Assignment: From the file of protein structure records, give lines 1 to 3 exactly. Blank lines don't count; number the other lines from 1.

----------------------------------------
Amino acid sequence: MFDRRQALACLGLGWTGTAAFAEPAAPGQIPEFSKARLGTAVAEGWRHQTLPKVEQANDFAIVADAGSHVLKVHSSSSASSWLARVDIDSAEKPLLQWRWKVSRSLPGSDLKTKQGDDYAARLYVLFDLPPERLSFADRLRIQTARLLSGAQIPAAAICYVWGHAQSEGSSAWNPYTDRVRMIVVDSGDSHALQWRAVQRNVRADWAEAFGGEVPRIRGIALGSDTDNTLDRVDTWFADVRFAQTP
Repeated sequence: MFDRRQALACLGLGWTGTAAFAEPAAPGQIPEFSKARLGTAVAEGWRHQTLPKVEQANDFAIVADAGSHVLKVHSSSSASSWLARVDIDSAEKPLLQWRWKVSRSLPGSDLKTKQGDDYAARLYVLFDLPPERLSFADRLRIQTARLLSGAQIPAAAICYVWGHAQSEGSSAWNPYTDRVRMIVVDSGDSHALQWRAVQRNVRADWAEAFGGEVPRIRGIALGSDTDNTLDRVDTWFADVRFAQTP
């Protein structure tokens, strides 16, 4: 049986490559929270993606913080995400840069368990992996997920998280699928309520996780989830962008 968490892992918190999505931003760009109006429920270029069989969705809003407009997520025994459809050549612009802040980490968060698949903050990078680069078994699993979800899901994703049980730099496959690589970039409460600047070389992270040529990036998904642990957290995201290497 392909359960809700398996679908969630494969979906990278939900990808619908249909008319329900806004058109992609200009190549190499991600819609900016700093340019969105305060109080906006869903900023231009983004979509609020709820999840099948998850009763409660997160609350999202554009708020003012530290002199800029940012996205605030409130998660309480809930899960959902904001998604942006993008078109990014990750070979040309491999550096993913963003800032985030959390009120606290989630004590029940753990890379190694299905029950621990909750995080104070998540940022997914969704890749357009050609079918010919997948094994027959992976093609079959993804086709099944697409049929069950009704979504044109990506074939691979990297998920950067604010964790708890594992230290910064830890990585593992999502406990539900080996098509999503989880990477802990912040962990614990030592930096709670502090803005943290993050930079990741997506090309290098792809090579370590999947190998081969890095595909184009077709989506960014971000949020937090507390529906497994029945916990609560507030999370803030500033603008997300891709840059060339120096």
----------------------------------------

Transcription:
Amino acid sequence: MFDRRQALACLGLGWTGTAAFAEPAAPGQIPEFSKARLGTAVAEGWRHQTLPKVEQANDFAIVADAGSHVLKVHSSSSASSWLARVDIDSAEKPLLQWRWKVSRSLPGSDLKTKQGDDYAARLYVLFDLPPERLSFADRLRIQTARLLSGAQIPAAAICYVWGHAQSEGSSAWNPYTDRVRMIVVDSGDSHALQWRAVQRNVRADWAEAFGGEVPRIRGIALGSDTDNTLDRVDTWFADVRFAQTP
Repeated sequence: MFDRRQALACLGLGWTGTAAFAEPAAPGQIPEFSKARLGTAVAEGWRHQTLPKVEQANDFAIVADAGSHVLKVHSSSSASSWLARVDIDSAEKPLLQWRWKVSRSLPGSDLKTKQGDDYAARLYVLFDLPPERLSFADRLRIQTARLLSGAQIPAAAICYVWGHAQSEGSSAWNPYTDRVRMIVVDSGDSHALQWRAVQRNVRADWAEAFGGEVPRIRGIALGSDTDNTLDRVDTWFADVRFAQTP
């Protein structure tokens, strides 16, 4: 049986490559929270993606913080995400840069368990992996997920998280699928309520996780989830962008 968490892992918190999505931003760009109006429920270029069989969705809003407009997520025994459809050549612009802040980490968060698949903050990078680069078994699993979800899901994703049980730099496959690589970039409460600047070389992270040529990036998904642990957290995201290497 392909359960809700398996679908969630494969979906990278939900990808619908249909008319329900806004058109992609200009190549190499991600819609900016700093340019969105305060109080906006869903900023231009983004979509609020709820999840099948998850009763409660997160609350999202554009708020003012530290002199800029940012996205605030409130998660309480809930899960959902904001998604942006993008078109990014990750070979040309491999550096993913963003800032985030959390009120606290989630004590029940753990890379190694299905029950621990909750995080104070998540940022997914969704890749357009050609079918010919997948094994027959992976093609079959993804086709099944697409049929069950009704979504044109990506074939691979990297998920950067604010964790708890594992230290910064830890990585593992999502406990539900080996098509999503989880990477802990912040962990614990030592930096709670502090803005943290993050930079990741997506090309290098792809090579370590999947190998081969890095595909184009077709989506960014971000949020937090507390529906497994029945916990609560507030999370803030500033603008997300891709840059060339120096």